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The Plutonomy Reports

from Edward Fullbrook

On this blog, posts dealing with plutonomy have consistently been the most heavily viewed. Given this interest, here is one of several sections on plutonomy from my paper “The Political Economy of Bubbles” in the new issue of Real-World Economics Review. It is centered on the three Citigroup Plutonomy Reports.

3.     The Plutonomy Reports 

Unlike the 99 per cent, the 1 per cent in the US and the UK are very much aware of both the income redistributions and the new political system that make them possible.  They even have a name for it: plutonomy. It is the term used by some of the key backers of this political ideology, political movement and concept of government, whose primary players belong to the financial sector.  

The history of plutonomy’s conceptual development remains clouded in secrecy.  But the fact that plutonomy as a real-world political phenomenon is conceptually driven, rather than merely an historical accident, emerged to public view in 2005 when the first of three Citigroup documents prepared for its wealthiest clients were leaked.  

  • “Plutonomy: Buying Luxury, Explaining Global Imbalances” Oct. 16, 2005 (35 pages)
  • “Revisiting Plutonomy: The Rich Getting Richer” March 5, 2006 (18 pages)
  • “The Plutonomy Symposium — Rising Tides Lifting Yachts” Sept. 29, 2006  (64 pages)

 Citigroup has gone and continues to go to great links to supress these important historical documents.  Websites which post them receive threats of legal action if they are not immediately taken down, and likewise, apparently, the servers of those websites.  Roughly a year and a half ago Citigroup lawyers had succeeded in removing them all.  But now, using Google, it is easy to find all three documents on the Web, mostly on sites associated with The 99 Percent Movement. 

Here are a few passages from the “Citigroup Plutonomy Memos” that outline, in the plutonomist’s vernacular, this political ideology’s key points and their view of the world.  You will notice the strategic nature of these reports.  It is this that makes it, from the plutonomist’s viewpoint, imperative to keep the content of these historical documents from entering into mainstream discourse.    

Report no. 1

 Little of this note should tally with conventional thinking. Indeed, traditional thinking is likely to have issues with most of it. 

The world is dividing into two blocs – the plutonomies, where economic growth is powered by and largely consumed by the wealthy few, and the rest. Plutonomies have occurred before in sixteenth century Spain, in seventeenth century Holland, the Gilded Age and the Roaring Twenties in the U.S.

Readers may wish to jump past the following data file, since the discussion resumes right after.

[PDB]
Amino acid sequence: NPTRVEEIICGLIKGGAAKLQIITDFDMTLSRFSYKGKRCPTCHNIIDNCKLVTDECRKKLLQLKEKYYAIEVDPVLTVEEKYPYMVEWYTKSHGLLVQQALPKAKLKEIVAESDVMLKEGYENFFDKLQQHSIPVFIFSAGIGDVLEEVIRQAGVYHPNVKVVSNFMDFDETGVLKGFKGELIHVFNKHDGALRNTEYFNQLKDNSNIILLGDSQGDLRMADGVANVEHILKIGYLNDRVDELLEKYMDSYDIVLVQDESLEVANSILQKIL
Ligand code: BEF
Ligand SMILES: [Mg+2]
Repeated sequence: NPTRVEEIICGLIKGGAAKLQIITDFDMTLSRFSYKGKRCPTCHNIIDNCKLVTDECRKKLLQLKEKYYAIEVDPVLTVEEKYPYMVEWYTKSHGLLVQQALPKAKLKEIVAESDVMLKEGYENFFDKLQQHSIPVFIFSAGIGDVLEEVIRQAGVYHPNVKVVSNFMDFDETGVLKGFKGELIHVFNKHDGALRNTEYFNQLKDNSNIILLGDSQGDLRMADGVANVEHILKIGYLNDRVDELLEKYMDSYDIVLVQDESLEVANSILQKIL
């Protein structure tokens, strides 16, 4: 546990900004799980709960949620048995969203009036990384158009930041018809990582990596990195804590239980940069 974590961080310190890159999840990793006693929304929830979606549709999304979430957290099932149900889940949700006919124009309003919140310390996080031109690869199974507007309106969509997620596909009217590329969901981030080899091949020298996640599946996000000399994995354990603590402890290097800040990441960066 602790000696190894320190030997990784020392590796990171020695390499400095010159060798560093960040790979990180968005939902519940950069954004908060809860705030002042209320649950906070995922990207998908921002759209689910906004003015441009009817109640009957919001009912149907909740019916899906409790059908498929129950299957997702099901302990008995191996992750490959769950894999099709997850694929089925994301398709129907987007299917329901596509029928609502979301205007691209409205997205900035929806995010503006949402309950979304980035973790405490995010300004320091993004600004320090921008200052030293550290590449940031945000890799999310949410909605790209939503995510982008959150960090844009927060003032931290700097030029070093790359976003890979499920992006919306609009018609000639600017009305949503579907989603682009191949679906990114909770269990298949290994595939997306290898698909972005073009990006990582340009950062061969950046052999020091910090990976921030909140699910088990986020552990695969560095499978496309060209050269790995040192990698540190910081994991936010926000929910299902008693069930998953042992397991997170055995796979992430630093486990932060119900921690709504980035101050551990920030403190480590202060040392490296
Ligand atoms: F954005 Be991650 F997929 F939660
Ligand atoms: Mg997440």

We project that the plutonomies (the U.S., UK, and Canada) will likely see even more income inequality, disproportionately feeding off a further rise in the profit share in their economies, capitalist-friendly governments, more technology-driven productivity, and globalization. 

In a plutonomy there is no such animal as “the U.S. consumer” or “the UK consumer”, or indeed the “Russian consumer”. There are rich consumers, few in number, but disproportionate in the gigantic slice of income and consumption they take. There are the rest, the “non-rich”, the multitudinous many, but only accounting for surprisingly small bites of the national pie. 

 . . . we think the plutonomy is here, is going to get stronger, its membership swelling from globalized enclaves in the emerging world, . . .


The U.S., UK, and Canada are world leaders in plutonomy.  . . . .  Countries and regions that are not plutonomies: Scandinavia, France, Germany, other continental Europe (except Italy), and Japan.


As Figure 1 shows the top 1% of households in the U.S., (about 1 million households) accounted for about 20% of overall U.S. income in 2000, slightly smaller than the share of income of the bottom 60% of households put together. That’s about 1 million households compared with 60 million households, both with similar slices of the income pie!

The rich in the U.S. went from coupon-clipping, dividend-receiving rentiers to a Managerial Aristocracy indulged by their shareholders.